Under the direction of the Bremen scholar Otto Finsch , Count von Waldburg-Zeil traveled to the Yenisei region together with Alfred Brehm , who later wrote the animal life . The connections between Waldburg-Zeil and Queen Olga of Württemberg to the court of the Russian tsars proved to be very helpful on this research trip. Due to the extraordinarily rich yield from a scientific and ethnographic point of view, this second expedition from Waldburg-Zeils was celebrated as a great success. As a direct result of this voyage, the Bremen Association, which from January 1877 called itself Geographische Gesellschaft in Bremen , saw the fact that in the summer of 1877 a first ship trip with the steamer Fraser to the Yenisei was undertaken from the Weser .

Siberia 1881

The last great journey that von Waldburg-Zeil undertook was made possible by a company founded by Ludwig Knoop from Bremen , which undertook trading trips between the Weser and Yenisei for several years. The aim of this further trip to Siberia was to explore the ice-free subpolar sea route discovered by Nordenskjöld more intensively. Although the 1881 trip was successful, the results were sobering. Too often, ice barriers blocked the way. It turned out that the trips from Nordenskjöld had been overrated. It was probably a particularly warm summer that helped them cross the Arctic Ocean. Ludwig Knoop decided in 1884 - not least because of these research results - to stop the trips to Western Siberia. The Russian government had also turned to another plan to open up the Asian region from Russia: the construction of the Trans-Siberian Railway .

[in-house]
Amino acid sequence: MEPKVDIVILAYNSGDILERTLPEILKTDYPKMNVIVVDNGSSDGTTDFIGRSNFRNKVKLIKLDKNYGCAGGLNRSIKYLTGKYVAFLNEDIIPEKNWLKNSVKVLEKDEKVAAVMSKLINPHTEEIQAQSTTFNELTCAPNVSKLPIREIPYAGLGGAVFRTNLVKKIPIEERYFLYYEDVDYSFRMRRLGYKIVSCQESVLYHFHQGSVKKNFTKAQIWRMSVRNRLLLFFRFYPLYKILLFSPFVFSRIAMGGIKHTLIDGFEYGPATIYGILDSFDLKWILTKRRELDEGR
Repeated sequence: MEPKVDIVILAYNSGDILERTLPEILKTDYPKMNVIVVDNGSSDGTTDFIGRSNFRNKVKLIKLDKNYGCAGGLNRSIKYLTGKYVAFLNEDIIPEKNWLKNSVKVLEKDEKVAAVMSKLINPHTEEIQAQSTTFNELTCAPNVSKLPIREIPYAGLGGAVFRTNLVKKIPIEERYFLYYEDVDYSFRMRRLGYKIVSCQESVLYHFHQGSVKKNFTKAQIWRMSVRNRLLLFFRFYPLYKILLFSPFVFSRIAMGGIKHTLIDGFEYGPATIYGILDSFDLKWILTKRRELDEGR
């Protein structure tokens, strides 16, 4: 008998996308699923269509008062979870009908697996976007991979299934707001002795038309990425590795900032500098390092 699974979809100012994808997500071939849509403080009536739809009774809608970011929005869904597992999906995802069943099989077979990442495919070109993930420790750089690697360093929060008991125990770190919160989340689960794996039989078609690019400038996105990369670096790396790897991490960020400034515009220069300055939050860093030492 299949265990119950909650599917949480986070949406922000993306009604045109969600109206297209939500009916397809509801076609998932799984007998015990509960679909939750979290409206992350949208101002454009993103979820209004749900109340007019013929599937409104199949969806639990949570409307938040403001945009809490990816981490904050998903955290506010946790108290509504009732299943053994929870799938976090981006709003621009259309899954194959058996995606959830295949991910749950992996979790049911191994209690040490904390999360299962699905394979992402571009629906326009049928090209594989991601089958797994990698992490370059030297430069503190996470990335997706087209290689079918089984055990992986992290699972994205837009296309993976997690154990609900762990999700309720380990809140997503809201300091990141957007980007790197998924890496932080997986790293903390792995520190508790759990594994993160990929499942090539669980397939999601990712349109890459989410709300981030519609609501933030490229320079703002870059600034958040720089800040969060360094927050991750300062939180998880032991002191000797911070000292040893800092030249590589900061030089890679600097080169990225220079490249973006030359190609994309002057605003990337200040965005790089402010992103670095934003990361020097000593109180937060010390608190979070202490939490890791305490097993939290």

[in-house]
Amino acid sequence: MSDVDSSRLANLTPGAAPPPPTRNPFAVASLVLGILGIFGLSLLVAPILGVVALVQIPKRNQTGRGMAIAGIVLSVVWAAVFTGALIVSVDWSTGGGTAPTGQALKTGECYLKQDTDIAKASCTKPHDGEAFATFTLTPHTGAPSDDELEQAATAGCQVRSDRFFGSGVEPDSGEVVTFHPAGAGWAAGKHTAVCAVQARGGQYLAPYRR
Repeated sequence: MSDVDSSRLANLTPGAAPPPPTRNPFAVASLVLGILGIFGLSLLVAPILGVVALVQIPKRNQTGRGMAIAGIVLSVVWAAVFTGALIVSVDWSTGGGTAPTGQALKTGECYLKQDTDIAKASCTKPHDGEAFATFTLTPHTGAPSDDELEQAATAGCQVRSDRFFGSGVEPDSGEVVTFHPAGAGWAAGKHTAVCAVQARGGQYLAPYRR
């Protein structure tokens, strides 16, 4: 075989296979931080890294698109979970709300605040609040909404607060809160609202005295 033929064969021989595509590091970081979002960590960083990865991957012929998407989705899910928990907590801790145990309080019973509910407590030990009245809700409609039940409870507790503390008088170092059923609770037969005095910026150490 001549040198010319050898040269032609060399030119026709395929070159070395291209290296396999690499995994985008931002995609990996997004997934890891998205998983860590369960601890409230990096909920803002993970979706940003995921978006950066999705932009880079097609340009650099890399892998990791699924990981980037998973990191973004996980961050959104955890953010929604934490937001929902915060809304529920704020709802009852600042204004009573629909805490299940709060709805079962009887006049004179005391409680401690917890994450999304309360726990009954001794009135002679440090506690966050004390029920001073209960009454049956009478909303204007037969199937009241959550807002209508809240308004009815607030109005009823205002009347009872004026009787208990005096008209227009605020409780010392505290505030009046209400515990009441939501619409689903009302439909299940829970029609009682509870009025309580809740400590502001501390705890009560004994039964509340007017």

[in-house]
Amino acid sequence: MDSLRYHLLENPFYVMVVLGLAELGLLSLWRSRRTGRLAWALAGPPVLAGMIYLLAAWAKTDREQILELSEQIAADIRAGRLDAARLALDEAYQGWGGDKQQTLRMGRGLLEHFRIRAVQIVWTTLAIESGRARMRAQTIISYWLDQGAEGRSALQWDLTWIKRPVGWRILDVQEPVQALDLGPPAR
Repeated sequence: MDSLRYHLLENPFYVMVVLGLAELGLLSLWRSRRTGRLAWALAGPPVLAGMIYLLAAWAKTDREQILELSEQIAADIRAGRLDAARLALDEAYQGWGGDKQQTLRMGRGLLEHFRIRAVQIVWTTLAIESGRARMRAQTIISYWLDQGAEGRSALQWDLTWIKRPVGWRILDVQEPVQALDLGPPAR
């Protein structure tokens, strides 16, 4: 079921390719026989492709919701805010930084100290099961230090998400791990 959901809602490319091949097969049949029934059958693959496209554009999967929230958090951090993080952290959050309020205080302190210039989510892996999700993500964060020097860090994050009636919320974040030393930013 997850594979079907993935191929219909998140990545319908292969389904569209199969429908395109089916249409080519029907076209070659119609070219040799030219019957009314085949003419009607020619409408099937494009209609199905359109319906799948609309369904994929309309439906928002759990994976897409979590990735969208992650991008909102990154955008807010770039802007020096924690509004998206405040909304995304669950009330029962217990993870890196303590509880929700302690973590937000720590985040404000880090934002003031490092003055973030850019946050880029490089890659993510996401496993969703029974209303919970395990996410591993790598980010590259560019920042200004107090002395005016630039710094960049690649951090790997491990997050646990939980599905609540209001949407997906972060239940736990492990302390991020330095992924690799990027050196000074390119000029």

In 1879 he was elected a member of the Leopoldina .

Family and death

After his return from his first trip to Siberia in 1876, Count von Waldburg-Zeil got to know his cousin Sophie Countess von Waldburg-Zeil-Wurzach better. Only after a long period of solicitation did she give her considerably older cousin her consent to the engagement . After returning from his second expedition to Siberia, Karl and Sophie married in 1882.

After the wedding, the count couple bought a lonely castle in Syrgenstein, the complex of which dates from the 12th century . The King of Bavaria then granted the right to use the title of Count of Waldburg-Syrgenstein instead of the name of Waldburg-Zeil . However, this new name has not caught on.

The marriage remained childless and ended after eight years with the death of Count von Waldburg-Zeil. He died at Syrgenstein Castle near Maria Thann in the Heimenkirch municipality . His grave is in the cemetery of the forest village Maria-Thann, a suburb of Hergatz in Westallgäu .